A newfound benefit of flowers is they keep me enamoured of the garden. I don’t take the hot, humid summers of Ontario well. With vegetables I would perform my watering duty and then disappear inside as early as possible. This summer as delicate blossoms open their gentle, aqueous answer to the ravishment of fire, they persuade me to linger and admire. Might as well pull some bindweed while I’m there.

Awakening: images from a day in Prince Edward County

Lake Ontario, Prince Edward County

After posting a daily photo journal on Flickr for more than seven months in 2008 I seemed to burn out for one reason, and then another. Over the next few years I often took photos but did not process or share them. I have shared many on this blog since it began in 2011, but photography has often been secondary to the topic of discussion.

A landscape photography course with Rob Stimpson​ in 2013 reawakened my interest. The purchase of a good macro lens opened new vistas in 2015. However, I had difficulty doing photography during an episode of depression in 2015/16.

On one stage of the path to recovery I consciously chose not to take my camera on walks. Photography can provide ecstatic distraction. However, at times the camera impedes a naked, mystical, personal experience of nature I had been missing. The past 14 months have grounded me in a deeper sense of meaning and purpose that was previously lacking.

Abandoned farmhouse, Prince Edward County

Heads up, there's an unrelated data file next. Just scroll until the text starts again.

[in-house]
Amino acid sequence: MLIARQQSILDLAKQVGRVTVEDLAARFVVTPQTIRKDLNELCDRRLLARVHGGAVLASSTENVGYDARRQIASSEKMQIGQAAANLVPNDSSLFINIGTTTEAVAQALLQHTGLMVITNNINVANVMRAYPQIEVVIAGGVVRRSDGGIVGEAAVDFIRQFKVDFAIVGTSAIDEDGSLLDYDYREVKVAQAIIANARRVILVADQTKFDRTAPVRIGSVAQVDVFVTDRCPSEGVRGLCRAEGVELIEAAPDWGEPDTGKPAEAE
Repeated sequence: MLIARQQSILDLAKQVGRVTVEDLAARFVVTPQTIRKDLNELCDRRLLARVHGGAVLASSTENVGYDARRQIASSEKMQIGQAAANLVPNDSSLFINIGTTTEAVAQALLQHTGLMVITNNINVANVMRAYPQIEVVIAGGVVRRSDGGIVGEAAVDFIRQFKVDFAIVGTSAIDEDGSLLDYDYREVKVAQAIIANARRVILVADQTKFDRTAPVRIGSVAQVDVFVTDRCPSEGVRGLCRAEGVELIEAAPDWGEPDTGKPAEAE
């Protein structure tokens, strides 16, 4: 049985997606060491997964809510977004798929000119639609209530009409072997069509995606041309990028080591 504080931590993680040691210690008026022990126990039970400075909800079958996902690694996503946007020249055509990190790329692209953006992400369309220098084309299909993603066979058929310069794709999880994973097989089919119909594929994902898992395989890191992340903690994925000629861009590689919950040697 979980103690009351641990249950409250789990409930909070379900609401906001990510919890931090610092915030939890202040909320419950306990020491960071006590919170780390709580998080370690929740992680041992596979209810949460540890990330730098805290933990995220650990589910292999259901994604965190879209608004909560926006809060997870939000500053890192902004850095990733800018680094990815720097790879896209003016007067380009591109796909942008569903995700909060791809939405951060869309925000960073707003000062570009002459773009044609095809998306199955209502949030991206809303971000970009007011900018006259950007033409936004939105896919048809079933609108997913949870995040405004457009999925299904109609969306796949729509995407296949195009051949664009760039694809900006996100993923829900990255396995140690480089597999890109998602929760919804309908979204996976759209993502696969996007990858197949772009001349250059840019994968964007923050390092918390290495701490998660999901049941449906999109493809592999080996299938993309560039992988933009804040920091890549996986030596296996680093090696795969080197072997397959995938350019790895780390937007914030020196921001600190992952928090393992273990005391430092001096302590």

This journey has included recovering a spark for creative writing that eluded me for the past decade. Since last year, much of my writing has focused inwardly out of necessity as I become more confident in my writing process, and what matters to me.

This practice in turn has encouraged me to use photography more often in recording experiences, inspirations, and simple beauty. I have begun posting photos more regularly on Flickr again.

I would also like to recover some images and memories that have lain hidden for a few years. Two evenings ago I reviewed a number of photos taken in Prince Edward County on October 25, 2011, a date and place chosen completely arbitrarily. I fell in love during that first visit to The County, which juts into Lake Ontario.

Prince Edward County shoreline

The only photo I ever posted on Flickr from that first day’s shoot was the one above, a bit of rocky shoreline somewhere around Prince Edward Point National Wildlife Area. I took many photos that day. Apparently the others failed to inspire me at the time. However, I have learned a trick or two about processing in the past seven years. I saw potential in many other images. The five here plus two more also worthy of posting to Flickr come from that single solitary day.